Run the Last Executed Command as Root with sudo !!

Jul 20, 2010 - 1 Comment

Have you ever tried to run a command line tool to discover that you don’t have the necessary privileges to use it? Or perhaps the command itself actually requires root access to run at all? Rather then type out the entire command string again, you can use this awesome trick which re-runs the last executed command with sudo privileges. Best of all, this great trick works in Mac OS X and Linux.


OK, by the headline alone you’re probably thinking this is just a bit of hyperbole becausae of the exclamation points, but I swear I’m not just super excited about the sudo command (though this command is really great!)… no, instead the exclamation points are actually part of the usage of the sudo tool in this regard.

If you want to quickly run the last command executed but as the root superuser, type the following:

sudo !!

Yes, that’s “sudo” followed by a space and two exclamation points. This will instantly run the previously run command but with sudo prefix, which typically means you’ll need to enter an admin password to complete the sequence.

An example of this would be if you’re trying to edit a system file that you need system privileges for. Instead of re-entering the entire command string preceded with sudo, just type sudo !! and the previous command (!!) will be run under sudo.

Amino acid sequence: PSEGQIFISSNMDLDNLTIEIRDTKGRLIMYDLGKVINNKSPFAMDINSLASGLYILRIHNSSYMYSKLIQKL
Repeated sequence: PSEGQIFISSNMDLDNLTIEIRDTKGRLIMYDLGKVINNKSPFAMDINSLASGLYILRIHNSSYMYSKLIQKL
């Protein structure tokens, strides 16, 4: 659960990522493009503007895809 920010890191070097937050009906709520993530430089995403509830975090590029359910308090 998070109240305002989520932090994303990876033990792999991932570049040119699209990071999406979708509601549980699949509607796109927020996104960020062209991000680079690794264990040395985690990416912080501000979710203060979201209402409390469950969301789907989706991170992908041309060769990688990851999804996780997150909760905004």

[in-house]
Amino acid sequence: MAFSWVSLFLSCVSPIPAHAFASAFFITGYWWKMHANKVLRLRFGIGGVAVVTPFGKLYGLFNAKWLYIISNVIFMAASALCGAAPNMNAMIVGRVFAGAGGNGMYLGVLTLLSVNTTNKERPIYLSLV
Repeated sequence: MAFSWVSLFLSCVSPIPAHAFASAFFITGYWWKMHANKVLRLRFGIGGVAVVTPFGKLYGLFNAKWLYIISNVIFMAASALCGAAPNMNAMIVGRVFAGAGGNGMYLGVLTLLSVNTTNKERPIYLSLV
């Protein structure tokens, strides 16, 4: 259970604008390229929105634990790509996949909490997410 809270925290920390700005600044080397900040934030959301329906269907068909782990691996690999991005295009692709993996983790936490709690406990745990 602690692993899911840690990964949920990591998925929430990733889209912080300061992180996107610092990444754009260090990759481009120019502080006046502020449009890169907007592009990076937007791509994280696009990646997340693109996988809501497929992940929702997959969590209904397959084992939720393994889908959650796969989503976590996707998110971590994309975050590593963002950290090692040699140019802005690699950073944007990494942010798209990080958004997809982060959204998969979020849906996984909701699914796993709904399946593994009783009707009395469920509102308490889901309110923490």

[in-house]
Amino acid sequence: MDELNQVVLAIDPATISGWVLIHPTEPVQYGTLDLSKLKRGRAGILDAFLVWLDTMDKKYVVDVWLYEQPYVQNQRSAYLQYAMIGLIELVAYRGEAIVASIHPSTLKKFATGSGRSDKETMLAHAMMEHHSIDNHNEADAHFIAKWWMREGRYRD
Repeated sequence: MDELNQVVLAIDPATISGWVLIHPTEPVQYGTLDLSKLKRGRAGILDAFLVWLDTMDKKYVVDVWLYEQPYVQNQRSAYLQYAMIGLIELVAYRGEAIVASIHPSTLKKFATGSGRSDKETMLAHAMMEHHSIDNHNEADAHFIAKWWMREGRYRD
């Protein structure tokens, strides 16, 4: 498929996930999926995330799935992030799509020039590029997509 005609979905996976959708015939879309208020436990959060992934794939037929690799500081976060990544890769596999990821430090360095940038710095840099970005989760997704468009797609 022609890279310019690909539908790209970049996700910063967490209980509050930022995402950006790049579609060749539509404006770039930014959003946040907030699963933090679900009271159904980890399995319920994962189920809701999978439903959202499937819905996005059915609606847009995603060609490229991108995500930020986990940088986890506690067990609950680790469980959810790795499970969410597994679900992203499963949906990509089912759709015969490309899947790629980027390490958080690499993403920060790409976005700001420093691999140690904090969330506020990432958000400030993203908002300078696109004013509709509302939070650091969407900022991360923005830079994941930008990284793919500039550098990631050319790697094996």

For example, let’s say you were trying to modify the users host file:

nano /etc/hosts

But you can’t save or edit the file, right? No sweat, rather than typing out the full ‘sudo nano /etc/hosts’ command sequence, just type the following:

sudo !!

This takes the last command (in this case, nano /etc/hosts) and prefixes it with sudo automatically, becoming the complete ‘sudo nano /etc/hosts’

This works with literally every command line tool and command execution, so try it out, it’s pretty awesome.

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Posted by: Bill Ellis in Command Line, Tips & Tricks

One Comment

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  1. pederast says:

    !! is not related to sudo. It’s a bash event designator that refers to the last command. !-{n} would refer to the command issued n commands ago. !! is equal to !-1.

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